CULTURE Food platforms see surges as quarantine cooking increases

CULTURE

Food platforms see surges as quarantine cooking increases

CGTN

17:58, May 10, 2020


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Learning a new dish and uploading it online has become popular for people to communicate with friends during home quarantine. (Photo: VCG)

Many industries are suffering from the coronavirus-induced economic freeze. Food sharing and delivery platforms seem to be an exception as people are going to the kitchen more than ever during home quarantine.

When many other entertainment activities – movies, concerts and exhibitions – are canceled, home cooking functions as a time killer. Learning a new dish and uploading it online has become popular for people to communicate with friends during this special time.

"Quarantine cooking is more than just feeding myself. It became a way for me to overcome anxieties when COVID-19 suddenly came into our life," Guo Yan, a teller at a Beijing telecom company, told CGTN. "I'd seldom cooked before as I had been busy with my work. And I've found making food is more interesting than I thought.”

With more cooking rookies like Guo turning to their kitchens, professional food-related apps and social platforms are witnessing huge surges in page views as people look for tips and materials to prepare meals.

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More people are going to the kitchen during the pandemic. (Photo: VCG)

As a freelance food blogger, Xiao Ming found herself spending more time doing live streams at home like many others. "Before the pandemic, I often attended various food-making activities and shared my views on foods with my fans face to face. But COVID-19 has changed everything. Everybody is staying at home and I've done lots of live streams on different platforms teaching people how to make a certain dish," she told CGTN.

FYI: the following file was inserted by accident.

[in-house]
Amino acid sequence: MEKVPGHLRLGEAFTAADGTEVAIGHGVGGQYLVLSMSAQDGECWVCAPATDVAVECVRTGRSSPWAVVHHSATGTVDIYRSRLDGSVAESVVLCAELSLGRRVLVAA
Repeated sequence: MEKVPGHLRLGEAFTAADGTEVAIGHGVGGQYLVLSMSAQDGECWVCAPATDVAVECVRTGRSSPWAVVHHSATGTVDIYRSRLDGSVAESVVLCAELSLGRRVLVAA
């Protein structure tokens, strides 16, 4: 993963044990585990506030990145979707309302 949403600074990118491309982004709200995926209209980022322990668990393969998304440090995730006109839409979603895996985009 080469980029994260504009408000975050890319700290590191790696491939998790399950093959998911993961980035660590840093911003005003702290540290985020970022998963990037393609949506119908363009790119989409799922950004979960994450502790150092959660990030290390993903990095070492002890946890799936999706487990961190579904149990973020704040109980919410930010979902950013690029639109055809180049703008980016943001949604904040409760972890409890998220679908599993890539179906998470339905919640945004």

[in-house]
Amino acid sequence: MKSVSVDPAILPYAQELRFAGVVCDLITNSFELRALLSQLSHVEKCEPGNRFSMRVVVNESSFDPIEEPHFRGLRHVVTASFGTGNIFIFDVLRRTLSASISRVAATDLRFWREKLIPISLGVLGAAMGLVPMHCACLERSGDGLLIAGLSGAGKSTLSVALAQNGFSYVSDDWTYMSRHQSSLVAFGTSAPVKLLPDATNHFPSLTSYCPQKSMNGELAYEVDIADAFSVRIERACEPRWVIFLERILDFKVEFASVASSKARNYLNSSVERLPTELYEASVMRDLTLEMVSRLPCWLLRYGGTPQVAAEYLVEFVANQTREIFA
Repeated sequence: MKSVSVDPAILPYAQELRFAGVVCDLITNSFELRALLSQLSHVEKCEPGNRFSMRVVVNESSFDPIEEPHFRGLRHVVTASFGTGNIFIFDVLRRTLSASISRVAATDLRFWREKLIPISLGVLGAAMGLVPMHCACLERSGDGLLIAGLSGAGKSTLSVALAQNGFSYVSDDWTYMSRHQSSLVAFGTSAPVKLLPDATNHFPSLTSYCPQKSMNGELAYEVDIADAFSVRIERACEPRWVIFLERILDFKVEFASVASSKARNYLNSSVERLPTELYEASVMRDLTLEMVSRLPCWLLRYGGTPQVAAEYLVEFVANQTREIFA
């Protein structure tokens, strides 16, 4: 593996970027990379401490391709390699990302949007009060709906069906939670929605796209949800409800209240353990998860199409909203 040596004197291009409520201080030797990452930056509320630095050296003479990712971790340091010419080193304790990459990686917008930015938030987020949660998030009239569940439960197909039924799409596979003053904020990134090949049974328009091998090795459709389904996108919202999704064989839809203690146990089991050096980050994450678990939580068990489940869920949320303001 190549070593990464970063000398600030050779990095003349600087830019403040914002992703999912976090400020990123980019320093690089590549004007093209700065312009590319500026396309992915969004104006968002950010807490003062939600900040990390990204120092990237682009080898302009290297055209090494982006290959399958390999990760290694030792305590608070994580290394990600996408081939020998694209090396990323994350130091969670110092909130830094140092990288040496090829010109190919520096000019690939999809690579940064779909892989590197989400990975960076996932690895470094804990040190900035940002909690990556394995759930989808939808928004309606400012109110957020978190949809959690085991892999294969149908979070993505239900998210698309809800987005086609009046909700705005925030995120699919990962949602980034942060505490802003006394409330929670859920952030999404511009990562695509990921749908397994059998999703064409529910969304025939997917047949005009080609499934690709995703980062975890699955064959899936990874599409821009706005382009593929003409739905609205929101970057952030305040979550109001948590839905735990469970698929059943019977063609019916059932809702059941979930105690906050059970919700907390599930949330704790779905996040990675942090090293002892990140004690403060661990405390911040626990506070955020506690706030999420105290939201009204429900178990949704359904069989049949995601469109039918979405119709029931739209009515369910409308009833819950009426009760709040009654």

"Xia Chu Fang," meaning "going to the kitchen," is one of the most frequently used food-sharing apps in China. By December 2019, it had more than 20 million active users. Even so, the sudden surge in visitors in late January and February – when COVID-19 hit China the hardest – was completely beyond the company's expectations.

"We've never seen double-digital growth since our founding in 2011. At first, we thought we were attacked by hackers or just made mistakes in data collecting," Wang Xudong, founder of the app, said during an interview with Chinese Entrepreneur magazine.

The situation in many other countries is the same. Data from Tastemade – a global community of food, home and travel lovers – showed page visits for their social media accounts increased by 25 percent in March over February. The number of visitors for its original series "Struggle Meals" even witnessed an explosive surge of 434 percent on Facebook during the first three weeks in March – compared with the first three weeks in February. March was exactly the time when the pandemic hit many countries in the West where Tastemade users are located.

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A deliveryman handles fruits and vegetables at a residential community in Beijing, February 2020. (Photo: VCG)

Meanwhile, China's food-delivery platforms, especially those offering fresh vegetables and meat, are also benefiting from the quarantine measures as more people are placing orders.

Orders on Alibaba's grocery-store network Hema Fresh were 5 to 10 times higher during the first week in February in cities like Guangzhou, Shenzhen and Chengdu. DingDong Vegetables, another popular food delivery app, saw an increase of 300 percent in orders just on the Chinese Lunar New Year (January 24).

"After the pandemic outbreak, the daily average vegetable supplies on our platform increased from 500 tons to over 1,000 tons. In mid-February, we raised the amount to 1,500 tons to 2,000 tons," said Danny, who is in charge of sales on mobile e-commerce platform Miss Fresh.

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